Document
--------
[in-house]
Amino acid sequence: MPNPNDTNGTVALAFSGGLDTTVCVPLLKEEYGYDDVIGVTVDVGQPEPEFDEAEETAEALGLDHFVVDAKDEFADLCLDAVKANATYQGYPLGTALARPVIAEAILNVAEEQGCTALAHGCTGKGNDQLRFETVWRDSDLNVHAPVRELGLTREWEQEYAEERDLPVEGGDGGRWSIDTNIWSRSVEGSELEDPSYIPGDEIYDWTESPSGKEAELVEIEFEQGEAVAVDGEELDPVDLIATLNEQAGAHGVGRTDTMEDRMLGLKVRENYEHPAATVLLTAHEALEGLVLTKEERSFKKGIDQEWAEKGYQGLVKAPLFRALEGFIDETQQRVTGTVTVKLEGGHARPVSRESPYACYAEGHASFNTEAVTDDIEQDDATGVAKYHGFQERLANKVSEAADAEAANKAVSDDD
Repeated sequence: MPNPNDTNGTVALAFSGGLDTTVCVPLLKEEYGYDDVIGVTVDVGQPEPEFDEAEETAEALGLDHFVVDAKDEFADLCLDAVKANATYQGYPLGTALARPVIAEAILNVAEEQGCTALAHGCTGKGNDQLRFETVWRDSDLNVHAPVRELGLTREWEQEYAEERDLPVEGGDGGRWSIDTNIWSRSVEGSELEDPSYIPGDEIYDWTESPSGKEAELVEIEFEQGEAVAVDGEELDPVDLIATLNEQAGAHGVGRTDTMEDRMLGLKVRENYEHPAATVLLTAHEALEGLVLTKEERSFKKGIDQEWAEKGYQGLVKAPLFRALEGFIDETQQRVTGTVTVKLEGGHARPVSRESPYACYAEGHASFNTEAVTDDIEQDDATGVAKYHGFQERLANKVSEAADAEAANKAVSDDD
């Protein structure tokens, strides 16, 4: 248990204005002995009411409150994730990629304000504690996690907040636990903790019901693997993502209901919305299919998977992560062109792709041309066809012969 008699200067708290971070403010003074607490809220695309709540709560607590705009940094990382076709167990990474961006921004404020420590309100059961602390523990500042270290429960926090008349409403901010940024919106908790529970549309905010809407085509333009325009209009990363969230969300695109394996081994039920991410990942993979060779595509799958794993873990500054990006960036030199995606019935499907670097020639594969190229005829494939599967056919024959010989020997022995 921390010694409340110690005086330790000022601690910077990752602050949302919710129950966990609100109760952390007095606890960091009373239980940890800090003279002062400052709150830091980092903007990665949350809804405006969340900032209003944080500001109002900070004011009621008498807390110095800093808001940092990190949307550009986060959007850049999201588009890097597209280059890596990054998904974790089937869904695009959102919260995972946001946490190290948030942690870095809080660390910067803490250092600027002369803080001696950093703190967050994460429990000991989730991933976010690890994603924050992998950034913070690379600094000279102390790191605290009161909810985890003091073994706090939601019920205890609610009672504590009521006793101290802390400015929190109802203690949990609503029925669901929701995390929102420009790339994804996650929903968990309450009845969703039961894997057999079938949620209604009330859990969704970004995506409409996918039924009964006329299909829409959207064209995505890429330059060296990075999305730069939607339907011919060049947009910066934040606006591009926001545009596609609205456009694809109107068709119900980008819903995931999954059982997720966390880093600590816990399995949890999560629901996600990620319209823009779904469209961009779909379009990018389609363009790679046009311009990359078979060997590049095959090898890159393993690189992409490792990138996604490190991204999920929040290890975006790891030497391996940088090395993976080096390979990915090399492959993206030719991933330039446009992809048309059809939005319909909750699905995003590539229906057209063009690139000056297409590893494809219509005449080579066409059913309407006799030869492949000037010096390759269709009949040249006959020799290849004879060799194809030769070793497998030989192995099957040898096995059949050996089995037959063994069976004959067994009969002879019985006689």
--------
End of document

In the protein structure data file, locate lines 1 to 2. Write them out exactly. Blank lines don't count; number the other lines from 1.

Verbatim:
[in-house]
Amino acid sequence: MPNPNDTNGTVALAFSGGLDTTVCVPLLKEEYGYDDVIGVTVDVGQPEPEFDEAEETAEALGLDHFVVDAKDEFADLCLDAVKANATYQGYPLGTALARPVIAEAILNVAEEQGCTALAHGCTGKGNDQLRFETVWRDSDLNVHAPVRELGLTREWEQEYAEERDLPVEGGDGGRWSIDTNIWSRSVEGSELEDPSYIPGDEIYDWTESPSGKEAELVEIEFEQGEAVAVDGEELDPVDLIATLNEQAGAHGVGRTDTMEDRMLGLKVRENYEHPAATVLLTAHEALEGLVLTKEERSFKKGIDQEWAEKGYQGLVKAPLFRALEGFIDETQQRVTGTVTVKLEGGHARPVSRESPYACYAEGHASFNTEAVTDDIEQDDATGVAKYHGFQERLANKVSEAADAEAANKAVSDDD